The fintech industry is one of the most disruptive sectors and it will change the way consumers use money and banks. The services provided by fintechs are mostly new and yet to be regulated, and their synergy with banks will see the sector thriving during the coming years.
By Aurel Constantin
The last decade has seen a surge in the number of fintech startups, using technology to make it easier for people to make payments, transfer money or exchange foreign currencies. These innovative platforms have not only eaten away at the monopoly of banks and other established financial players, but they’ve also allowed customers to take greater control of their finances.
The global fintech personal finance industry is expected to be worth USD 1.5 trillion this year, according to data gathered by LearnBonds.com, growing by a massive 45.1 percent year-on-year. This bullish trend is set to continue over the coming years, with personal finance transactions set to come in at almost USD 2.7 trillion by 2023.
In 2017, personal fintech transactions hit USD 291 billion in value, according to Statista data. Since then, the market value has had a fivefold growth, jumping to USD 1.5 trillion globally.
The number of users in this sector of the fintech market is forecast to hit 79 million this year, growing by 49.5 percent compared to 2019. Over the next three years, the number of people using fintech personal transactions is expected to almost double and jump to 147 million worldwide.
Investing through online platforms, known as robo-advisors, is the largest part of this sector and is expected to top USD 2.5 trillion giving it a 94 percent share of the fintech personal finance market by 2023. The robo-advisory market grew out of the 2008 financial crisis as small investors looked for wealth managers who charged lower fees, amid historically low interest rates on savings.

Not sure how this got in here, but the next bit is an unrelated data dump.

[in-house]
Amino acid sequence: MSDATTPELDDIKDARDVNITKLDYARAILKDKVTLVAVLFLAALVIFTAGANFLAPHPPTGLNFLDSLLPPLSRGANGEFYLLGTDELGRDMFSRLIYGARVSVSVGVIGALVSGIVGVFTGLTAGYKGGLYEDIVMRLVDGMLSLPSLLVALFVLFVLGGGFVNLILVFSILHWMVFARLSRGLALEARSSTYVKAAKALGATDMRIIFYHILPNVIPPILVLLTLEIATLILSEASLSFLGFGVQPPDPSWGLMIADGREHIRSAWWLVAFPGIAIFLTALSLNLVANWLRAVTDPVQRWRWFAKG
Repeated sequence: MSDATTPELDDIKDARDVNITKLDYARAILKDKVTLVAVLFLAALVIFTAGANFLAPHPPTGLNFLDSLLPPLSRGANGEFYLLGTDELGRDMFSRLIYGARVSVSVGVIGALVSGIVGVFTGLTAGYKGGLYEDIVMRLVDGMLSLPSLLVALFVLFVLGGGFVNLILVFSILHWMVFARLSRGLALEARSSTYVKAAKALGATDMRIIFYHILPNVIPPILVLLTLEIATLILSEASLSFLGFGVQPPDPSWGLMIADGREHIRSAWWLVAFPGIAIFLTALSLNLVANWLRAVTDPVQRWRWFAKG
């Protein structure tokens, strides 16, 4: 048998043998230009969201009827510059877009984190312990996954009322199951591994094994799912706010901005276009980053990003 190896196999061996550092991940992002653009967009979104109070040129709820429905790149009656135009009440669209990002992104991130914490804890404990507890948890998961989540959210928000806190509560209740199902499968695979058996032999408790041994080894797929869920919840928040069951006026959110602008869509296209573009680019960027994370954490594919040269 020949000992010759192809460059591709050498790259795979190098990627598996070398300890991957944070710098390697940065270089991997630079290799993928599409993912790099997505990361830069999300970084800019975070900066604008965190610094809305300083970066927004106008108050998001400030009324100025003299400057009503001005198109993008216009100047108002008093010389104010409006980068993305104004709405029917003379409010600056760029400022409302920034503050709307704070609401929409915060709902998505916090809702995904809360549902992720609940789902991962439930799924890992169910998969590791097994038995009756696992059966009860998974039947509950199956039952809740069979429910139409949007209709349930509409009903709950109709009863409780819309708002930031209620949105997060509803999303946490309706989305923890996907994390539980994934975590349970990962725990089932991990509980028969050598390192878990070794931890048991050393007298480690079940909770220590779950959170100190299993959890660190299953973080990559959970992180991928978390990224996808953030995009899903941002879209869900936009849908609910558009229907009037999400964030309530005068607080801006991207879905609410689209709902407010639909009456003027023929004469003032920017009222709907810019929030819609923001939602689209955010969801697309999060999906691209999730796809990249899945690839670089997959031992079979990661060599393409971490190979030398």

Romania among fintech aficionados
In Romania, the most popular fintech is Revolut, a platform that has reached almost 1 million customers in our country. Recently, the fintech was valued at USD 5.5 billion after a USD 500 million financing round. “Our mission is to build a global financial platform – a single application through which our users can manage their entire financial lives. The next step for us is launching banking operations in Europe, increasing the number of users who use the app daily and achieving profitability,” said Nik Storonsky, the founder and CEO of Revolut.
This year Romanians will also have access to Monese and Paysera, two fintechs that will cover both personal finance as well as corporate needs. They will join a scene that already includes about 40 fintechs, with companies like Pago, beez, mobilPay or Volt having established a presence in Romania.
Investments in Romanian Artificial Intelligence (AI) start-ups will reach EUR 50 million in 2025, according to estimates by management consulting company Horvath & Partners. The level of investments in AI start-ups in the last quarter of 2019 placed Romania near the top of the ranking of countries of Eastern Europe, behind Hungary, Russia, and Poland, but ahead of the Czech Republic, Slovenia or Slovakia. In the last three months of last year, investments in AI start-ups in Romania amounted to around EUR 20 million. Most of the investments went into two fintech start-ups: FintechOS and TypingDNA.
TypingDNA, a startup developing online security solutions based on behavioral biometrics, founded in Oradea, received a funding of USD 7 million, while FintechOS, a Romanian startup doing automated financial technology, received EUR 12.4 million. “We think that the period of extraordinary effervescence on the digitization segment, which we are currently going through, will intensify in the next decade. GDP growth generated by AI and Machine Learning in Europe will amount to EUR 1.5-2 trillion over the next 10 years,” said Kurt Weber, the general manager of Horvath & Partners Romania. It is safe to say that the best is yet to come for the fintech industry.